In One Chart: ‘Markets don’t bottom on a Friday’: COVID stock rout puts these S&P 500 levels in focus when trading resumes
After U.S. stocks suffered a sharp, Black Friday selloff following the discovery of a fast-spreading variant of the coronavirus that causes COVID-19, chart watchers are attempting to gauge just how deep the pullback could get.
“While we have been looking for a pullback, it’s difficult to forecast how quickly it will play out,” said veteran technical analyst Mark Arbeter of Arbeter Investments, noting that, often, “panic downside moves accelerate or shorten the length of the pullback” while also potentially erasing “obscene” positive sentiment levels that have accompanied the rally.
While it remains unclear how transmissible or deadly the new variant discovered in South Africa will prove to be, investors dumped equities and other assets perceived as risky on Friday, piling into safe-haven assets such as Treasurys and gold.
The S&P 500 SPX dropped 106.84 points, or 2.3%, at 4,594.62, its lowest finish since Oct. 27, leaving it a little more than 2% off its record close from Nov. 18.
The Dow Jones Industrial Average
fell more than 1,000 points at its session low and ended the day down 905.04 points or 2.5%, for its biggest one-day percentage price and percentage drop of 2021. The Nasdaq Composite
Holiday trading conditions were blamed for amplifying market moves; equity trading ended at 1 p.m. Eastern after U.S. markets were closed Thursday for the Thanksgiving Day holiday.
In the chart below, Arbeter shows that key support levels for the S&P 500 are clustered together.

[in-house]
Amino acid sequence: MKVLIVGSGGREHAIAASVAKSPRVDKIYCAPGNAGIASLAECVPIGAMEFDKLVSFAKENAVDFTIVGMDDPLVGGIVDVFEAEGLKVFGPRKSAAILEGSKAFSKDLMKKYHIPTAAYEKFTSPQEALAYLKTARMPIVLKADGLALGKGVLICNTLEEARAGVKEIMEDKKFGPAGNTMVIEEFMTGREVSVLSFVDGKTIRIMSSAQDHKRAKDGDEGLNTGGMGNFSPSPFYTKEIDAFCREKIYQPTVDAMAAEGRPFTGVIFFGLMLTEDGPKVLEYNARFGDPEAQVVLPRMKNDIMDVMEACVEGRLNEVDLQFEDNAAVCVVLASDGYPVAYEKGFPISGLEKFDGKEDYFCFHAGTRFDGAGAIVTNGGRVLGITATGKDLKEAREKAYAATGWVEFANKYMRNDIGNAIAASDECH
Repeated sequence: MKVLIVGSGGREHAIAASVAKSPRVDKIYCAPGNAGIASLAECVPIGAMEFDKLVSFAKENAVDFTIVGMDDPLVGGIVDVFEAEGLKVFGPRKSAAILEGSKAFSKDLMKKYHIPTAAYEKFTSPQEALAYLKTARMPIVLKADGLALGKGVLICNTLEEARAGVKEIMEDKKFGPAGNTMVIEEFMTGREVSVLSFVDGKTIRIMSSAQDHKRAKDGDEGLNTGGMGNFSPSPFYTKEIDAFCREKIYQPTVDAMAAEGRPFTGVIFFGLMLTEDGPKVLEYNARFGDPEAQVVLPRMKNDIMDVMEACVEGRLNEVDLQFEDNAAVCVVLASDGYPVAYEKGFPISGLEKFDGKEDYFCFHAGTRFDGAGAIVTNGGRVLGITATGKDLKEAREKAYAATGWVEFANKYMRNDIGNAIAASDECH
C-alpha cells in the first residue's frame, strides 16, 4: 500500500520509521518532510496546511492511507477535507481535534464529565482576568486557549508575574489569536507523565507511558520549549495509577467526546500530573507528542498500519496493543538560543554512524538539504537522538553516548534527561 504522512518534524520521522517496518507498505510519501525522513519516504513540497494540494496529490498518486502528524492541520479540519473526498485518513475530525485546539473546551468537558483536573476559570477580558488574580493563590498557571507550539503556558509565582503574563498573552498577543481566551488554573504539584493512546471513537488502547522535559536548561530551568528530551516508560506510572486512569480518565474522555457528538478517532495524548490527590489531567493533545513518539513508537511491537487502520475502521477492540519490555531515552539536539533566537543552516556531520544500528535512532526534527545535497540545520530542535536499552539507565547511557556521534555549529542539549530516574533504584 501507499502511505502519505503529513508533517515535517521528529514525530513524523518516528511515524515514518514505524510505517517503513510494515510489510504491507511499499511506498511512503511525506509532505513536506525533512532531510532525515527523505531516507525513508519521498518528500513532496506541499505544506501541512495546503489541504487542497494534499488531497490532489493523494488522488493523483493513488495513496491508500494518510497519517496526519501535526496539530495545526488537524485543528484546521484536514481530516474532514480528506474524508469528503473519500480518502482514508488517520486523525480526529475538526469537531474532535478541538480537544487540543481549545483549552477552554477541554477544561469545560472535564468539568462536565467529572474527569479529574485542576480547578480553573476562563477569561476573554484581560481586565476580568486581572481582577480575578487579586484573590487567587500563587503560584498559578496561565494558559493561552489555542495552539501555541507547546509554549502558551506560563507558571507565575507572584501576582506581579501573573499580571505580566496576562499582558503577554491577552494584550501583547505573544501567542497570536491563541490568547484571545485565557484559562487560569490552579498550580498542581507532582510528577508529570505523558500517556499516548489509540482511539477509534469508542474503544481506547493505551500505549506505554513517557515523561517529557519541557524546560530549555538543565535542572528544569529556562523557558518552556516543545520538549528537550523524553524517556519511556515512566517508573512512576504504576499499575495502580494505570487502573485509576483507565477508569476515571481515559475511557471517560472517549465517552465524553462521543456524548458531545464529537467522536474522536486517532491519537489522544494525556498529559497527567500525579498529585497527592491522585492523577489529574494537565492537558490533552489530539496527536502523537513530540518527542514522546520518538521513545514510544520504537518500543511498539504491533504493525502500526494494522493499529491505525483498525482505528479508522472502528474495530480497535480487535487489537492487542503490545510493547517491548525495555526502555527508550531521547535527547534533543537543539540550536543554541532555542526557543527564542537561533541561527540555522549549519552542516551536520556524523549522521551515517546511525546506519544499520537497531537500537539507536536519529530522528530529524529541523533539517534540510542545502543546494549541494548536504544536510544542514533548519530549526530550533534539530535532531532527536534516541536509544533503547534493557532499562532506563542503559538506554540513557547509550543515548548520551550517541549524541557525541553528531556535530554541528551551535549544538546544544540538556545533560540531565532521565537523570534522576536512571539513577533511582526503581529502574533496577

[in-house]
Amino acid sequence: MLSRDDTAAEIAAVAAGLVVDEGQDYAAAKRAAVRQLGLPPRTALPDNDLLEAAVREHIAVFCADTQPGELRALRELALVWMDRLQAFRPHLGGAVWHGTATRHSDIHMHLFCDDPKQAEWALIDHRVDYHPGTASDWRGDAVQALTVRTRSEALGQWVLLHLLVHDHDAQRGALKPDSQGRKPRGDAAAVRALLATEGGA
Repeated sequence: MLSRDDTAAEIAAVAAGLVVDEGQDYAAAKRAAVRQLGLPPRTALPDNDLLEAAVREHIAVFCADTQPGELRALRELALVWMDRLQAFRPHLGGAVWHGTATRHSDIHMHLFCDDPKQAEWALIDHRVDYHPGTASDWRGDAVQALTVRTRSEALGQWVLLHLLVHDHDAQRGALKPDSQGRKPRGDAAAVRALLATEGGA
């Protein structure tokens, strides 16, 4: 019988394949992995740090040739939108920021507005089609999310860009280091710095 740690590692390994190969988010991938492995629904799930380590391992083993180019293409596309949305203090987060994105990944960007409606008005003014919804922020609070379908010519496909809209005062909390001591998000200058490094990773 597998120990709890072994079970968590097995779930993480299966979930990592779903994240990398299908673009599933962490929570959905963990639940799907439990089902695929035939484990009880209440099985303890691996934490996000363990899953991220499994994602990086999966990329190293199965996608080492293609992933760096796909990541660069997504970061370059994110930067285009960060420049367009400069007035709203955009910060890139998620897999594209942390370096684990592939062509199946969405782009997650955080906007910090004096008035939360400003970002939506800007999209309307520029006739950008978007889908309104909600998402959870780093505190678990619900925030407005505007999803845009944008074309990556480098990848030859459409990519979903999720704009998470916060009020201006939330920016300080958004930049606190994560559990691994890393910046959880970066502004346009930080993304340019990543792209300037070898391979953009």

Arbeter Investments LLC
“The probability that the market stops in an area with multiple supports close together should in theory be higher than some random spot on the chart. Although, this does not always work, which keeps us on our toes,” Arbeter wrote.
The S&P 500 dipped as low as 4,585.43 and closed below the first support level Arbeter identified at 4,634 — a 23.6% retracement of the index’s rally since October. It also took out the next layer of support at 4,600, the middle “Bollinger Band” on the daily price chart. Bollinger Bands plot standard deviation from an asset’s simple moving average.
Below that, the first cluster of support levels is found at 4,570, the 50-day exponential average; 4,566, the 38.2% retracement of the rally; and 4,550, a previous high from early September.
The second cluster begins at 4,525, the 50-day simple average, he said, and is followed at 4,512, a 50% retracement of the rally; 4, 500, the middle Bollinger Ban on the weekly price chart, and 4,490, the 21-week exponential average.
After that, trend line support drawn off the lows since March stands at 4,460, he said.
“The stock market took a left hook on Black Friday and wobbled into the weekend, Arbeter said near the close, in emailed comments. “They say markets don’t bottom on Friday, so many are looking for a low early next week,” with weekend news headlines set to be a big determinant of Monday’s price action.